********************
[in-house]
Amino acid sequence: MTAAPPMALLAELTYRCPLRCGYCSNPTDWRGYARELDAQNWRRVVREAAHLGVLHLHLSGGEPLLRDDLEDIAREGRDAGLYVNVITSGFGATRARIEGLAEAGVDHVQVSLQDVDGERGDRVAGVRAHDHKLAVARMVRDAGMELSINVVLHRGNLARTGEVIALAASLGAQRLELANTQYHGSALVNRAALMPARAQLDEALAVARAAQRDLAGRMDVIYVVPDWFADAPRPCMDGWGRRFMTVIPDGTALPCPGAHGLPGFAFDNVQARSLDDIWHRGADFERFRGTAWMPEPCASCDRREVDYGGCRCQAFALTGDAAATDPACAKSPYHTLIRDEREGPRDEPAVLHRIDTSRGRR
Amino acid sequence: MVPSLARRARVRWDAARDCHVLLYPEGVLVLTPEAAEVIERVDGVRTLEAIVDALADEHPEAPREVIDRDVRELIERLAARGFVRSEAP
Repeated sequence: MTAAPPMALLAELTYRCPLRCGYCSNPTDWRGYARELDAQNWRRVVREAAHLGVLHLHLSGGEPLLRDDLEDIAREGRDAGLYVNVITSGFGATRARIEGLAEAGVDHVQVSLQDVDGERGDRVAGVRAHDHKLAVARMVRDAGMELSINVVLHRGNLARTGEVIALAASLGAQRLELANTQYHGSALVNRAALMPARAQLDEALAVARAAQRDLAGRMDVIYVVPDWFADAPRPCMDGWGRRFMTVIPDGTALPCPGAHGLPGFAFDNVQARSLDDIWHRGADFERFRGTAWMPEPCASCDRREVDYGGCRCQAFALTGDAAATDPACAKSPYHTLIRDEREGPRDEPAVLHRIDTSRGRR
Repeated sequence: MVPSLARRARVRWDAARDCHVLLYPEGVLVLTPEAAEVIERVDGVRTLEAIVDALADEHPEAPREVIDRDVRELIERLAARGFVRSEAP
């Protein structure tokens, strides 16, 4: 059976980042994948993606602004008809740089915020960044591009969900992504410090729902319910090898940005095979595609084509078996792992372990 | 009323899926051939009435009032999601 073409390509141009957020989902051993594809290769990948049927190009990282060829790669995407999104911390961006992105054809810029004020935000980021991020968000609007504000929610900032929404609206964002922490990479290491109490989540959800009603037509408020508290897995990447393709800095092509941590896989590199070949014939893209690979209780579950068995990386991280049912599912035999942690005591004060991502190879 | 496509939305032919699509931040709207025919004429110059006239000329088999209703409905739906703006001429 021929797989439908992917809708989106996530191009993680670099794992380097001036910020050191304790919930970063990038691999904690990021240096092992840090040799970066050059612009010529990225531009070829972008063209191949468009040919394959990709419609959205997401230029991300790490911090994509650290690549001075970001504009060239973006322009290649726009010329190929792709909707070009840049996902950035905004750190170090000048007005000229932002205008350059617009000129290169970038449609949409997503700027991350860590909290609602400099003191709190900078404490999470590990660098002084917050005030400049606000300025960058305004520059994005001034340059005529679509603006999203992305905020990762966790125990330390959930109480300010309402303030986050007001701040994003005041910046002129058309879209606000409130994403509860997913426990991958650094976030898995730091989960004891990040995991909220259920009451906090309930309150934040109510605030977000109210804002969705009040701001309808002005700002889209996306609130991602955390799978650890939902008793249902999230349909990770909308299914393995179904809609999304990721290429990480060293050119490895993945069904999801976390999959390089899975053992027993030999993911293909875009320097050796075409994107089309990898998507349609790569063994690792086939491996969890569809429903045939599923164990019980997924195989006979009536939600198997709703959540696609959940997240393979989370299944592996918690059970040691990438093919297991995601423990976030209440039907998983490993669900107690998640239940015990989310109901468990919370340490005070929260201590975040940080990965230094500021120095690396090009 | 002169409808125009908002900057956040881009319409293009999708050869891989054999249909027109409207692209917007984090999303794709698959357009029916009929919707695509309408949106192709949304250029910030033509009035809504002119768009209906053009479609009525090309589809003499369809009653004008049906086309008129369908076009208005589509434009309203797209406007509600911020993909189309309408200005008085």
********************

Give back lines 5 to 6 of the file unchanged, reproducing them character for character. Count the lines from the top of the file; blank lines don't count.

Repeated sequence: MVPSLARRARVRWDAARDCHVLLYPEGVLVLTPEAAEVIERVDGVRTLEAIVDALADEHPEAPREVIDRDVRELIERLAARGFVRSEAP
């Protein structure tokens, strides 16, 4: 059976980042994948993606602004008809740089915020960044591009969900992504410090729902319910090898940005095979595609084509078996792992372990 | 009323899926051939009435009032999601 073409390509141009957020989902051993594809290769990948049927190009990282060829790669995407999104911390961006992105054809810029004020935000980021991020968000609007504000929610900032929404609206964002922490990479290491109490989540959800009603037509408020508290897995990447393709800095092509941590896989590199070949014939893209690979209780579950068995990386991280049912599912035999942690005591004060991502190879 | 496509939305032919699509931040709207025919004429110059006239000329088999209703409905739906703006001429 021929797989439908992917809708989106996530191009993680670099794992380097001036910020050191304790919930970063990038691999904690990021240096092992840090040799970066050059612009010529990225531009070829972008063209191949468009040919394959990709419609959205997401230029991300790490911090994509650290690549001075970001504009060239973006322009290649726009010329190929792709909707070009840049996902950035905004750190170090000048007005000229932002205008350059617009000129290169970038449609949409997503700027991350860590909290609602400099003191709190900078404490999470590990660098002084917050005030400049606000300025960058305004520059994005001034340059005529679509603006999203992305905020990762966790125990330390959930109480300010309402303030986050007001701040994003005041910046002129058309879209606000409130994403509860997913426990991958650094976030898995730091989960004891990040995991909220259920009451906090309930309150934040109510605030977000109210804002969705009040701001309808002005700002889209996306609130991602955390799978650890939902008793249902999230349909990770909308299914393995179904809609999304990721290429990480060293050119490895993945069904999801976390999959390089899975053992027993030999993911293909875009320097050796075409994107089309990898998507349609790569063994690792086939491996969890569809429903045939599923164990019980997924195989006979009536939600198997709703959540696609959940997240393979989370299944592996918690059970040691990438093919297991995601423990976030209440039907998983490993669900107690998640239940015990989310109901468990919370340490005070929260201590975040940080990965230094500021120095690396090009 | 002169409808125009908002900057956040881009319409293009999708050869891989054999249909027109409207692209917007984090999303794709698959357009029916009929919707695509309408949106192709949304250029910030033509009035809504002119768009209906053009479609009525090309589809003499369809009653004008049906086309008129369908076009208005589509434009309203797209406007509600911020993909189309309408200005008085």